Not Just for Children: Age Appropriate Toys for People with Dementia

Play is sometimes seen as the sole reserve of children.  Yet it is a valuable component of our lifelong experience  that encourages joy, spontaneity, creativity, learning and interaction with others across generational boundaries.    There are such benefits associated with playfulness that it merits active exploration for people with dementia.

I’ve written about doll therapy in the past and you can read my previous article by clicking on the link here.  This can been seen as controversial due to people’s discomfort about infantalisation .  Personally I’m convinced of its therapeutic value.  I’ve seen so many real life examples  where dolls and soft toys provide comfort and meaning to a person.

I also feel that it is worth experimenting to see if a person gains enjoyment from other toys that are a good match for their interests and abilities.    This can be a cheap exercise, for example if toys from younger family  members are borrowed so that their value can be explored.  And of course inter-generational play, perhaps involving a grandparent and their grandchildren circumvents some of those arguments about age appropriateness and can promote initial engagement.

Here’s three examples that I’ve chosen because they  have wide appeal  across the generations.    I hope they spark ideas about how other readily available toys may provide enjoyment and therapeutic benefit for people with dementia.

Doll’s Houses

Building and kitting out doll’s houses is a popular adult hobby.   The husband of a friend makes a living from designing and producing intricate, one-off,  miniature pieces of furniture.  I’ve  also been following a blog of a vintage clothing aficionado who is enjoying furnishing her own tiny retro house that is a reminder of her childhood.  This is an activity which can be as cheap or expensive.  Doll’s houses and their contents can be heirloom pieces.  At the other end of the scale they can be cheaply produced, even using recycled material.  Follow this link for inspiration. Although this is a parenting site many of the ideas will be attractive to adults as well.  I love the versions made out of suitcases and CD holders.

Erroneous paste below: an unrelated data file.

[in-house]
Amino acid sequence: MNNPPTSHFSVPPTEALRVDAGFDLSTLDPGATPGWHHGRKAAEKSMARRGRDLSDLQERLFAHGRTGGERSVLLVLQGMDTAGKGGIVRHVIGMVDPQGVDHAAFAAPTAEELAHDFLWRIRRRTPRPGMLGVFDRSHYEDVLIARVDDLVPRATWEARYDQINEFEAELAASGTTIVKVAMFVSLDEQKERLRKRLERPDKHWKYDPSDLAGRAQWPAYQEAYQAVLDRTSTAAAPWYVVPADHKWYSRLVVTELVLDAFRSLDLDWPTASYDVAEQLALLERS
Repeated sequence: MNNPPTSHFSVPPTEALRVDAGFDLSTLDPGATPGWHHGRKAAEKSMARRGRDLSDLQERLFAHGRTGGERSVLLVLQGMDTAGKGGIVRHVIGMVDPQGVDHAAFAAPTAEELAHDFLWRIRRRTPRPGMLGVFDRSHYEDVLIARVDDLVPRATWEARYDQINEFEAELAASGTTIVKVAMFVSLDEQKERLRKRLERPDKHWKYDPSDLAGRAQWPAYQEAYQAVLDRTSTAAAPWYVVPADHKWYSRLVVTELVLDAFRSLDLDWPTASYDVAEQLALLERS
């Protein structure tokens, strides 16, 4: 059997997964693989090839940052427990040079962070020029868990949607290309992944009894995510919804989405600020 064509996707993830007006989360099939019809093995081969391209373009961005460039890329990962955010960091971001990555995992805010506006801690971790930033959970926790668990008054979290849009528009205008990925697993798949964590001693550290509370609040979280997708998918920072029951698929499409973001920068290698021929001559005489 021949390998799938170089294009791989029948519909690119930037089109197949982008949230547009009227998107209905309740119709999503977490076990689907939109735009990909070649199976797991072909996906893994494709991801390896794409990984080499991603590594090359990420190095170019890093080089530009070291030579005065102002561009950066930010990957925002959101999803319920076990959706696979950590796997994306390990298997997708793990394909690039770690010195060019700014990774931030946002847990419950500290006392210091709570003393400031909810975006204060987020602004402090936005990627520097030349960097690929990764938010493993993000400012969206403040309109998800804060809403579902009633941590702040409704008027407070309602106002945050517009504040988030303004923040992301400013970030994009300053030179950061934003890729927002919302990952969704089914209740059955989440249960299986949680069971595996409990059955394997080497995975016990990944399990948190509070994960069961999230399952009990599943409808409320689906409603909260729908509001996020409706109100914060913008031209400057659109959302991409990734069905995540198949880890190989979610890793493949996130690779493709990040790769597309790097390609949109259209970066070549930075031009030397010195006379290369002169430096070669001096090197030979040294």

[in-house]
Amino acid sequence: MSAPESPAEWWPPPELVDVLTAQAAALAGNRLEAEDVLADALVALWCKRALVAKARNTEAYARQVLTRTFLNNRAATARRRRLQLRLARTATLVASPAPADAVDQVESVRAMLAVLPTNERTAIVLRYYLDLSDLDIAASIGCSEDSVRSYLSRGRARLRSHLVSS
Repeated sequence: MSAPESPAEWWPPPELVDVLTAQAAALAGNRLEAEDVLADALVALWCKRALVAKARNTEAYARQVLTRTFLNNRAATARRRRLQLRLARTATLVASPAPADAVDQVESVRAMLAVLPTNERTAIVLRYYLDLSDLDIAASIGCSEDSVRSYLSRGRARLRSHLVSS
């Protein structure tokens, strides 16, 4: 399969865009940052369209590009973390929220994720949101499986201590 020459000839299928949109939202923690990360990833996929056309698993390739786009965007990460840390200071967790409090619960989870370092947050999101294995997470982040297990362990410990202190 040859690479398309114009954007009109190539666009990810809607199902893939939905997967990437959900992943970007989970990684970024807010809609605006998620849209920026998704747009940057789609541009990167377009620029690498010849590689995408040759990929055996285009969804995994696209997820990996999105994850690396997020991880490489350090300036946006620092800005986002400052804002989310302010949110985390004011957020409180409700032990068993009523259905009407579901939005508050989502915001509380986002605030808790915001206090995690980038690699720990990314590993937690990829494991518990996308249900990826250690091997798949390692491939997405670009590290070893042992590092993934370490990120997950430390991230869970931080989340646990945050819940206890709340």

There’s so much scope for enriching a person’s life by focusing on these tiny worlds.   Making the home and choosing things to put into it can be such a creative process.  There is also potential for reminiscence and encouraging narrative.  Couldn’t doll houses be seen as a type of memory box?

Slot Car Racing

Scalextric is the most well known slot car manufacturer but there are others available.  I’ve included this here for consideration as I’ve heard so many stories where children have received a set for a Christmas or a birthday present but their dad takes over as soon as it is unwrapped!  It is likely to be a familiar activity to older people with dementia as these cars have been available since the 1950s.  They may well have owned one themselves or bought them for their children.

I  see benefits in using this type of toy to encourage problem solving, exploring cause and effect and promoting hand-eye coordination.  The main reason though is that racing these cars can provide so much fun and laughter.  How about race nights in day centres or care home settings?

Swingball

I wanted to include an example that promotes physical activity and have chosen swingball because it is easy to set up and does not need enormous amounts of space.    It can be enjoyed by people with limited mobility even those who are chair bound.  Adjust the rope length to restrict range of movement so that the person isn’t overreaching.   Sets are  available that have larger bats to make the game easier.  Provide appropriate supervision so that the game can be enjoyed safely.  For example, make sure the rope doesn’t present a suffocation risk, check that people are spaced so that they cannot hit each other and make sure that the tennis ball is soft enough not to hurt if the person gets hit by it.

Again this is another activity that is great for promoting hand-eye coordination.  It is quite a forgiving exercise.  If the person misses the ball they have another chance as the ball moves up and down the spring.  The act of hitting the ball also provides proprioceptive input that can be helpful in regulating emotion.

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